Jenkins is a simple application designed to keep an eye on a series of executions in a software environment. For example – it works like ‘Cruise Control’ and offers a single simple use continuous system for integration. Developers can then execute test cycles more easily and the latest build can be quickly and efficiently delivered to users. One question that users of Jenkins have often raised is how to implement static code analysis in a Jenkins environment.
No built-in support for static code analysis
Jenkins has no facility for static code analysis within the application environment. It’s used for continuous build environments and to keep an eye on jobs running externally from an environment to report on outputs from those jobs. This can be frustrating for developers who would like to use Jenkins for its automation facility but are also looking for the application to assist with the security testing of their code.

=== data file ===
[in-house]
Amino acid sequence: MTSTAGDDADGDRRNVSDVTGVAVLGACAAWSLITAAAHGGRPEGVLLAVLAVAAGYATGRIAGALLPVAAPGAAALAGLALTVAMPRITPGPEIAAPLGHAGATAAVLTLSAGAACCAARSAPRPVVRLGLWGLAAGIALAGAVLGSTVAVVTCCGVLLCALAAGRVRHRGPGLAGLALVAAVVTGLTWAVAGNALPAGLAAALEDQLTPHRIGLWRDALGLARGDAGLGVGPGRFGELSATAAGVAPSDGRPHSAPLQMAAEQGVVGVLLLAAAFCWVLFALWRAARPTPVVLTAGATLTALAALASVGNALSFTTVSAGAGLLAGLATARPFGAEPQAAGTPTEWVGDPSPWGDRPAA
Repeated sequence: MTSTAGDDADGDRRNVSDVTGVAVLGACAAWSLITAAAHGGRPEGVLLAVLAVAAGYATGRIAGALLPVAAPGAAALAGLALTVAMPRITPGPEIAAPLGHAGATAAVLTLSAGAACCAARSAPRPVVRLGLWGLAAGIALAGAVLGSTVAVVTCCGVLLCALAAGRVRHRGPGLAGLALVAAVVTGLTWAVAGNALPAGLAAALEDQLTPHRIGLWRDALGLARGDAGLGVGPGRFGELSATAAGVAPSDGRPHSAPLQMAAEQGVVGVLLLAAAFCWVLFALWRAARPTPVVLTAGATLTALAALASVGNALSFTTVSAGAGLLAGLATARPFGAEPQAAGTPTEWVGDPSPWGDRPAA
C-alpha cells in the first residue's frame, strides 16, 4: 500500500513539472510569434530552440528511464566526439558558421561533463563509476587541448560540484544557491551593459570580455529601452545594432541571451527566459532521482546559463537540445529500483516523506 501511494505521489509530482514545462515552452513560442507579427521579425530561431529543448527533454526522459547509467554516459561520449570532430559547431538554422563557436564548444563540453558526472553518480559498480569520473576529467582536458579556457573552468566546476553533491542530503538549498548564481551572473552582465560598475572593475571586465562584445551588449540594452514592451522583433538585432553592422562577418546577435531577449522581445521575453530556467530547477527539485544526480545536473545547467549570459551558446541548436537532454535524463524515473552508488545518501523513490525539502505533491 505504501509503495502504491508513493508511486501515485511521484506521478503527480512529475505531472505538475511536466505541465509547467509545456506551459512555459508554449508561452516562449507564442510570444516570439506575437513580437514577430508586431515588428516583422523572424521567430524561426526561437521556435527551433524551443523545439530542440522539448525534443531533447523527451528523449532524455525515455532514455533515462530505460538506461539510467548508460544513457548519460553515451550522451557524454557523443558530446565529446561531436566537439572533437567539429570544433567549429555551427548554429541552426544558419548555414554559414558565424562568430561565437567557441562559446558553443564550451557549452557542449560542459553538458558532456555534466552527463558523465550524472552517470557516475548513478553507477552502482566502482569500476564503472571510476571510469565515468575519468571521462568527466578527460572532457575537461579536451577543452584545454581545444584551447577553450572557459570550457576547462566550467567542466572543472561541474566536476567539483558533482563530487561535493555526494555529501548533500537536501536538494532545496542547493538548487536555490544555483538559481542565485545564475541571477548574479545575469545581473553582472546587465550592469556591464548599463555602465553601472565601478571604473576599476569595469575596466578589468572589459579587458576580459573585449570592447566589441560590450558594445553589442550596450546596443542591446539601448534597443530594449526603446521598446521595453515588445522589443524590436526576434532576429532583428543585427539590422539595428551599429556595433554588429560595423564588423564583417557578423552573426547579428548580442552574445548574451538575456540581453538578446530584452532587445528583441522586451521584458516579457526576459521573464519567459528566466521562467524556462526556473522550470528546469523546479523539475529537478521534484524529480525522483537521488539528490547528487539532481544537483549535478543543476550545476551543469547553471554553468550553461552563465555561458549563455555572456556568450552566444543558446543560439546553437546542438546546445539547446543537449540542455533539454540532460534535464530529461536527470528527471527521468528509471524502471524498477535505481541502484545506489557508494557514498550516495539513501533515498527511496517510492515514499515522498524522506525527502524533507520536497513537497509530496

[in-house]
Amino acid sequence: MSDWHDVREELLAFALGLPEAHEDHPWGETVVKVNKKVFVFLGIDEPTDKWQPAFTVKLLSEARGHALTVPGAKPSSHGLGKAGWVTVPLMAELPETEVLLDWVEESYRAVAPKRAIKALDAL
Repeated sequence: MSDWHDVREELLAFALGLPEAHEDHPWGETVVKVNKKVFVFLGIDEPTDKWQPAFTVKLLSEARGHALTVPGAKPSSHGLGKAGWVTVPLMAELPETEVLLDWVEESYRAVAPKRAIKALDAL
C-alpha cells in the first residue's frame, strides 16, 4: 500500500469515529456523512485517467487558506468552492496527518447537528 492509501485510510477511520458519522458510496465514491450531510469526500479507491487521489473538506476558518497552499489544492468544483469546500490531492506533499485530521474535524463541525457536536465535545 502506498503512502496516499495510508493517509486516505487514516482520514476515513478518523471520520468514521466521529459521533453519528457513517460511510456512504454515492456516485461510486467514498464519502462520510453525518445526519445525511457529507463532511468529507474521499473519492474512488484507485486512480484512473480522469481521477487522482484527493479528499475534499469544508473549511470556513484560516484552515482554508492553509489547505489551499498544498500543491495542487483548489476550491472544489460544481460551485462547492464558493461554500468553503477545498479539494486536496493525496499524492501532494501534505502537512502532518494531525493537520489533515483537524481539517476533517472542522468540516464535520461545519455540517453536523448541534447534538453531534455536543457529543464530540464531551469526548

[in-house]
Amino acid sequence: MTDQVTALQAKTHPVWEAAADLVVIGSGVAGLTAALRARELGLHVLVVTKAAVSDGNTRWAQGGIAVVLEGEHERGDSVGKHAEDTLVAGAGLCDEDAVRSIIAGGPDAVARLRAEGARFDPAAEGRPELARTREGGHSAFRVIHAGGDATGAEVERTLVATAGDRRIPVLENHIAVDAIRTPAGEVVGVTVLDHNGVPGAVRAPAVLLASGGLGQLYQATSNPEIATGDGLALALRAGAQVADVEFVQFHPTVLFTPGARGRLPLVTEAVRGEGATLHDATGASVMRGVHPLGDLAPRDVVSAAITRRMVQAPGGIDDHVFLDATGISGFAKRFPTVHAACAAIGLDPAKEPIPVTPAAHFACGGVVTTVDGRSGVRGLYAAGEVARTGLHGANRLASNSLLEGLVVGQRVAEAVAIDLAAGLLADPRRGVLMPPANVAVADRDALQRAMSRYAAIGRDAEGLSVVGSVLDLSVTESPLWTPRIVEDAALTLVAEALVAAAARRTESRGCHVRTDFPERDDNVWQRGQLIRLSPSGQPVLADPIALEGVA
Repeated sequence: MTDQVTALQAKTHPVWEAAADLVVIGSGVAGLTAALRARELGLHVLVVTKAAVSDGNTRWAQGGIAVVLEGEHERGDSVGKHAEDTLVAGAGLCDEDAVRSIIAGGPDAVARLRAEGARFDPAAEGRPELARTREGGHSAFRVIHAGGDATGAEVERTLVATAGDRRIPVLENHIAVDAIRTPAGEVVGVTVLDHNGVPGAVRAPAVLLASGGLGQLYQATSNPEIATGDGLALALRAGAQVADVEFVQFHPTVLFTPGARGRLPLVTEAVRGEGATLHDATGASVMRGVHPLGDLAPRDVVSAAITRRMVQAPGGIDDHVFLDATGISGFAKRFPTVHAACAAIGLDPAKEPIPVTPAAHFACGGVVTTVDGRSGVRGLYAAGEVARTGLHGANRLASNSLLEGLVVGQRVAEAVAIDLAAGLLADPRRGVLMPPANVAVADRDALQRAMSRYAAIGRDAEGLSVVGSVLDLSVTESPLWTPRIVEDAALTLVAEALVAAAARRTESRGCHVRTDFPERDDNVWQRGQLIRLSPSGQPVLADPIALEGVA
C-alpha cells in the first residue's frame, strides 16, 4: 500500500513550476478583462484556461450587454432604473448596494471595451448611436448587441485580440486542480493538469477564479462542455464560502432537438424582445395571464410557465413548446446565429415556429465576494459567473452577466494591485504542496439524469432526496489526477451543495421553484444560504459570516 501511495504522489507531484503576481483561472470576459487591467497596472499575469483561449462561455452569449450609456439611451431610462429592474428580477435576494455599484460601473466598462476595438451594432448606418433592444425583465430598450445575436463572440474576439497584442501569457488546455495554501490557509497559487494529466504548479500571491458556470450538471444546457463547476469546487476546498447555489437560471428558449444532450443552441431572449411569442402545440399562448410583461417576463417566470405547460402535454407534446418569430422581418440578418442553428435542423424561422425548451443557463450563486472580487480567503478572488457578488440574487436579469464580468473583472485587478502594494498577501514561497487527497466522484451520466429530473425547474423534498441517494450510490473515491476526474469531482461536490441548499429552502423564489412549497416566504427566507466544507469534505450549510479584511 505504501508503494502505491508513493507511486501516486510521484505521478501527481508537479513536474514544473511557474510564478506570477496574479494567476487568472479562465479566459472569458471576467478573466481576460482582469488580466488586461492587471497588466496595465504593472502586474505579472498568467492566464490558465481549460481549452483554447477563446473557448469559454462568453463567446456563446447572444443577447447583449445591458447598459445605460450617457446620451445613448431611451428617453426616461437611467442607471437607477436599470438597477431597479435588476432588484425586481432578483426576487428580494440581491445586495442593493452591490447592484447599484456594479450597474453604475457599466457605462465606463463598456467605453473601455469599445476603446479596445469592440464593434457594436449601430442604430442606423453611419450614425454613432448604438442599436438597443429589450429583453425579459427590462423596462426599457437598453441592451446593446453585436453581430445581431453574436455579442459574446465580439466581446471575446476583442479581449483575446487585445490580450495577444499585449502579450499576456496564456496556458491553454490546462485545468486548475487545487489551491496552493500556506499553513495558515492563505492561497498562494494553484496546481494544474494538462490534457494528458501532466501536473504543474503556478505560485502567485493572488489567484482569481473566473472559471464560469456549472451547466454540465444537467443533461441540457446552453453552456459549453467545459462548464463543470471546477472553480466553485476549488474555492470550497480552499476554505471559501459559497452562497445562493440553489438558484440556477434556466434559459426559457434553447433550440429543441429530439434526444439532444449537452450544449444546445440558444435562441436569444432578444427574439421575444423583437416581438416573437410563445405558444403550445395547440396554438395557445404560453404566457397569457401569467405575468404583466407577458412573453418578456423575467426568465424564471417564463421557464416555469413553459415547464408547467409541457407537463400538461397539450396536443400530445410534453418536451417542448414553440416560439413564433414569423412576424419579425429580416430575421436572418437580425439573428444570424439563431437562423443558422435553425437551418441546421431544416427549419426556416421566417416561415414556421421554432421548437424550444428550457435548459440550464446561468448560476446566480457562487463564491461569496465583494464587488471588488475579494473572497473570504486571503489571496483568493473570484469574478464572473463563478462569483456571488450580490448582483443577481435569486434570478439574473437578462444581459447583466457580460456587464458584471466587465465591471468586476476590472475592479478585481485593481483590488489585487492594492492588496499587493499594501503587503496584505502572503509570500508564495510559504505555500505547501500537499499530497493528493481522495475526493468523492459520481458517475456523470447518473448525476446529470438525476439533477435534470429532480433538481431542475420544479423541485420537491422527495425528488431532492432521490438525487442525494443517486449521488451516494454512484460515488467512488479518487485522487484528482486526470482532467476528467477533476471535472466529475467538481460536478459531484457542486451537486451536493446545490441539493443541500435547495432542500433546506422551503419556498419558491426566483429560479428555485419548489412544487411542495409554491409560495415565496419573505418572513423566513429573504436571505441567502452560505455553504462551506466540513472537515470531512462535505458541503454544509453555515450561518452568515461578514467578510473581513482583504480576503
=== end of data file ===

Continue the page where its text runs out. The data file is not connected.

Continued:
It’s OK. Jenkins does support static code analysis from other packages. A plugin is used to capture the results and to parse them. Once these results are passed to Jenkins, the application enables the results to be visually represented in a consistent manner. Jenkins can report on the warnings generated by a build, deliver trend reporting that shows the level of warnings generated by subsequent builds, granular reporting (module, type, package, etc.) for warnings, severity reports, an HTML comparison of source and warnings, stability reporting, project health reporting, scoring for builds that are “warning free”, e-mail reports, etc. There is also support for a remote API so that the plugin can be simply integrated into Jenkins without hours of development time wasted on facilitating that integration.
The good news is that to enable Jenkins static code analysis, leading SCA vendors has an out of the box integration with Jenkins to provide all these reports. Make sure this box is ticked before you purchase and invest in a static code scanner. Stay safe!